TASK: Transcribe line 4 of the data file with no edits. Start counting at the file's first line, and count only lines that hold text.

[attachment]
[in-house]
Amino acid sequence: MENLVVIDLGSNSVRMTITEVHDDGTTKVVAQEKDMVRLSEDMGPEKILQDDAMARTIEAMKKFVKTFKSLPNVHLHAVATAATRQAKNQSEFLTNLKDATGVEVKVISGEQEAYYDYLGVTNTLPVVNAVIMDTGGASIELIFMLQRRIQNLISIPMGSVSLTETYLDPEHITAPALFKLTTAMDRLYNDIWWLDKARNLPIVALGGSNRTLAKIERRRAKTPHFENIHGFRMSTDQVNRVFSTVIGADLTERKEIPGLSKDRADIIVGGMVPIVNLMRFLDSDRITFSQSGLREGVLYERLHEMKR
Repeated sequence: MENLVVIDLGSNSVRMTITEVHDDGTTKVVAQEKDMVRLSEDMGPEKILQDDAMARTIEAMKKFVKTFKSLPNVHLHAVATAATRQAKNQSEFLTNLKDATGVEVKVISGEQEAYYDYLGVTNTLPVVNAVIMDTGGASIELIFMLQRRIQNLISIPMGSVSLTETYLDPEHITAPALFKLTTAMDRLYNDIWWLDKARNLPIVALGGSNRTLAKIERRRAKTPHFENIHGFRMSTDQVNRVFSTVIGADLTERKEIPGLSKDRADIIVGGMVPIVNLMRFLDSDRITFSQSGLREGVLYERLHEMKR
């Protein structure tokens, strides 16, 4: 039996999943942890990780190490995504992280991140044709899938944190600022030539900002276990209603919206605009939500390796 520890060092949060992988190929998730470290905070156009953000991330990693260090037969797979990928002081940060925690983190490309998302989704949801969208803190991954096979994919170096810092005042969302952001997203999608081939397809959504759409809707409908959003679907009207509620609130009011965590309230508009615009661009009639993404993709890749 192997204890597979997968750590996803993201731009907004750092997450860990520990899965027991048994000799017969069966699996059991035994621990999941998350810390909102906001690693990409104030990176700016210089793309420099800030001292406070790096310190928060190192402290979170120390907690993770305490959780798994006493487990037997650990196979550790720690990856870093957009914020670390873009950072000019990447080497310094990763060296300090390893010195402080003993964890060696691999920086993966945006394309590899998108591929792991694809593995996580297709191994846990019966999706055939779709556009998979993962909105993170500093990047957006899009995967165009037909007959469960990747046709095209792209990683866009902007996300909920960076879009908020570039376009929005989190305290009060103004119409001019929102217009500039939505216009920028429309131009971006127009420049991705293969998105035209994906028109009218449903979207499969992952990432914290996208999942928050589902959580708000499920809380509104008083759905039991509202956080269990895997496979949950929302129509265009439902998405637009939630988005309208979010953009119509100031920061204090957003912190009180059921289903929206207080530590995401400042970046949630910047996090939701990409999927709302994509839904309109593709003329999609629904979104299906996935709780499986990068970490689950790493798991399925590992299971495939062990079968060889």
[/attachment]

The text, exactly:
């Protein structure tokens, strides 16, 4: 039996999943942890990780190490995504992280991140044709899938944190600022030539900002276990209603919206605009939500390796 520890060092949060992988190929998730470290905070156009953000991330990693260090037969797979990928002081940060925690983190490309998302989704949801969208803190991954096979994919170096810092005042969302952001997203999608081939397809959504759409809707409908959003679907009207509620609130009011965590309230508009615009661009009639993404993709890749 192997204890597979997968750590996803993201731009907004750092997450860990520990899965027991048994000799017969069966699996059991035994621990999941998350810390909102906001690693990409104030990176700016210089793309420099800030001292406070790096310190928060190192402290979170120390907690993770305490959780798994006493487990037997650990196979550790720690990856870093957009914020670390873009950072000019990447080497310094990763060296300090390893010195402080003993964890060696691999920086993966945006394309590899998108591929792991694809593995996580297709191994846990019966999706055939779709556009998979993962909105993170500093990047957006899009995967165009037909007959469960990747046709095209792209990683866009902007996300909920960076879009908020570039376009929005989190305290009060103004119409001019929102217009500039939505216009920028429309131009971006127009420049991705293969998105035209994906028109009218449903979207499969992952990432914290996208999942928050589902959580708000499920809380509104008083759905039991509202956080269990895997496979949950929302129509265009439902998405637009939630988005309208979010953009119509100031920061204090957003912190009180059921289903929206207080530590995401400042970046949630910047996090939701990409999927709302994509839904309109593709003329999609629904979104299906996935709780499986990068970490689950790493798991399925590992299971495939062990079968060889």